On August 27, 2013, the U.S. Department of Labor announced new final regulations under the Vietnam Era Veterans Readjustment Assistance Act of 1974 (VEVRAA) and Section 503 of the Rehabilitation Act of 1973, two laws that impose nondiscrimination and affirmative action requirements on covered federal contractors. The new regulations expand existing recordkeeping, data-collection, and affirmative action requirements for contractors with respect to the hiring and employment of protected veterans and disabled workers and include, for the first time, numerical utilization goals for the employment of individuals with a disability and numerical benchmarks for the hiring of protected veterans. The new requirements regarding disabled workers are similar to existing requirements regarding the employment of women and minorities under Executive Order 11246. All three laws, VEVRAA, Section 503, and Executive Order 11246, are enforced by the Office of Federal Contract Compliance Programs (OFCCP), a division of the U.S. Department of Labor.
These regulations were first proposed in 2011, but were delayed in their final publication in response to public comments and other push-back by contractor groups. Their release at this time is viewed as an indication of an aggressive agenda on workers’ rights by newly appointed Secretary of Labor Thomas Perez. In its press release regarding the regulations, the Department explains that the rules are intended to reduce barriers to employment opportunities for protected veterans and individuals with a disability. Federal contractor groups have warned, however, that the new regulations will burden contractors with significant additional compliance costs.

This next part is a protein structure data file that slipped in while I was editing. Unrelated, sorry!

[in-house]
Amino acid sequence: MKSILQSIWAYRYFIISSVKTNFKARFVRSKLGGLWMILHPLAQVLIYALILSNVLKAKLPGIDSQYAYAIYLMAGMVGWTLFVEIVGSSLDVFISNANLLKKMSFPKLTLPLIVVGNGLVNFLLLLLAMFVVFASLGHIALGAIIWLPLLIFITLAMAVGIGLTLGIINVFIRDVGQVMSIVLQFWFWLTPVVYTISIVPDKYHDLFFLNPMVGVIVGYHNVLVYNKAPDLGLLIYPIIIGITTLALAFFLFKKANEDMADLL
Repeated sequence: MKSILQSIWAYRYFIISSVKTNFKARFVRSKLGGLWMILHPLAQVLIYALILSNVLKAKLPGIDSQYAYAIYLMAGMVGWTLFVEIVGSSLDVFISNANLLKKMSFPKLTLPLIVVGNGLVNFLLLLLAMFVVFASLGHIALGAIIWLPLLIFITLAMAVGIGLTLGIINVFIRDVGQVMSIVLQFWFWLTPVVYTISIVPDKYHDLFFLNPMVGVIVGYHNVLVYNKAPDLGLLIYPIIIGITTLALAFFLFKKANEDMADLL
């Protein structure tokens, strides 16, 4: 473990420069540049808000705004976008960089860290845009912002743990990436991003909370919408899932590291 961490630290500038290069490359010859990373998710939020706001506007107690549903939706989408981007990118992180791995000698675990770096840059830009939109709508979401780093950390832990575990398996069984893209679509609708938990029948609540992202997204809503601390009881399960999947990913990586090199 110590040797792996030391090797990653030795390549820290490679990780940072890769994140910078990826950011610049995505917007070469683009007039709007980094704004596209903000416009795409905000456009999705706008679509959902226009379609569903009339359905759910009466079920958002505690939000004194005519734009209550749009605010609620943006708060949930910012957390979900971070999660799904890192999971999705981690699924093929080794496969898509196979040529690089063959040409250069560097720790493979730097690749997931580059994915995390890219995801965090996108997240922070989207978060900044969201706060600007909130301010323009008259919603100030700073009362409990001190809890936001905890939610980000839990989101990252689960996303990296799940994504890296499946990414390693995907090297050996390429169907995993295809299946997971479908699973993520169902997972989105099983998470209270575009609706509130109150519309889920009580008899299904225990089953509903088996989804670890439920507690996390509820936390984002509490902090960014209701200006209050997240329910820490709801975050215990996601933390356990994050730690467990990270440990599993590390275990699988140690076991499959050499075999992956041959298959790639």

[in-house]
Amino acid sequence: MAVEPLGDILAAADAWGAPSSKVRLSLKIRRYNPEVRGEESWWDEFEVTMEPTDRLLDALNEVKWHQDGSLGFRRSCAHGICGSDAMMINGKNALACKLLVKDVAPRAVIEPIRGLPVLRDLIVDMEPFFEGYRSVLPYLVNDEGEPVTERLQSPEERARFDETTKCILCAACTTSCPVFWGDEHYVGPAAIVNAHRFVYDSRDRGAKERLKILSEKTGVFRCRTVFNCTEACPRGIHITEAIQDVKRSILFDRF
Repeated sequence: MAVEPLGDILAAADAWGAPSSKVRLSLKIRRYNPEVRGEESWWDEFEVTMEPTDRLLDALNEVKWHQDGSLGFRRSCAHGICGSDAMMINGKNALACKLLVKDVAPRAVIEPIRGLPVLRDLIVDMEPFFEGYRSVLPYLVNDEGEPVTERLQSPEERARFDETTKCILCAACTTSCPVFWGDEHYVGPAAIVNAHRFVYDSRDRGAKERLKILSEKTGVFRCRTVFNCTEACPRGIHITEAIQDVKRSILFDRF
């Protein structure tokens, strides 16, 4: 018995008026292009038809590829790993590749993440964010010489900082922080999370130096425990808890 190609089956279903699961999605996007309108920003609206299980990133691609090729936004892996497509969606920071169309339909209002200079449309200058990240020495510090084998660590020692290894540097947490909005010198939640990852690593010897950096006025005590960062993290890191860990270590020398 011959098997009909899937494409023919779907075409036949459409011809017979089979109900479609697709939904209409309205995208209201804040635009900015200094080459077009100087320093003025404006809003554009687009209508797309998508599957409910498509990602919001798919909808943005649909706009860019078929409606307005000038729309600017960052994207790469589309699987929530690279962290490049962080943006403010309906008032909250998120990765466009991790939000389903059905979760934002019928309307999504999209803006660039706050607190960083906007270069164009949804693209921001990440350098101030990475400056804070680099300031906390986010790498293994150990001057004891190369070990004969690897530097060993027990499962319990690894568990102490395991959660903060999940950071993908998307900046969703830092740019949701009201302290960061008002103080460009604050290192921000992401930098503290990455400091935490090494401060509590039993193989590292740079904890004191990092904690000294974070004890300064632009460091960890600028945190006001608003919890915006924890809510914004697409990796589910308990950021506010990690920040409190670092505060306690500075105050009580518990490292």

Highlights of the New Regulations
Under the new disability rules, covered federal contractors must for the first time invite applicants to self-identify their disability status at the time of application and must prepare annual quantitative comparisons for the number of individuals with disabilities who apply for jobs and the number who are hired. Contractors must also collect, compile, and maintain additional records regarding outreach efforts and analyze the effectiveness of those efforts annually. The new veteran regulations require similar documentation, data collection, and analysis for protected veterans. Contractors must maintain the data and records regarding their hiring and outreach efforts for a period of three years.
Affirmative action plans for veterans must include a hiring “benchmark” for protected veterans, and those for disabled workers must include a utilization analysis for each job group. While the rules do not set quotas for employment of either protected group, they establish a utilization “goal” of seven percent for disabled workers and a hiring benchmark for protected veterans that initially is either eight percent or a different percentage calculated in light of several factors set forth in the new rules. Failure to reach these percentages does not establish a violation of the law, but may invite increased scrutiny of a contractor’s efforts with regard to recruitment and hiring. Noncompliance with the regulations can lead to withholding of contract payments and debarment from future contracting for up to three years.
The new regulations become effective 180 days following their publication in the Federal Register, which is expected to occur by early September. Contractors with affirmative action plans in place on the effective date do not have to come into compliance with the new regulations until the anniversary date when their plans are due for renewal and updating. Nevertheless, given the extensive new recordkeeping burdens and the costs that are likely to be incurred in complying with the additional requirements, federal contractors covered by VEVRAA and Section 503 should review existing recruitment efforts, hiring practices, and affirmative action plans now and consider what changes will be necessary to comply with the new regulations.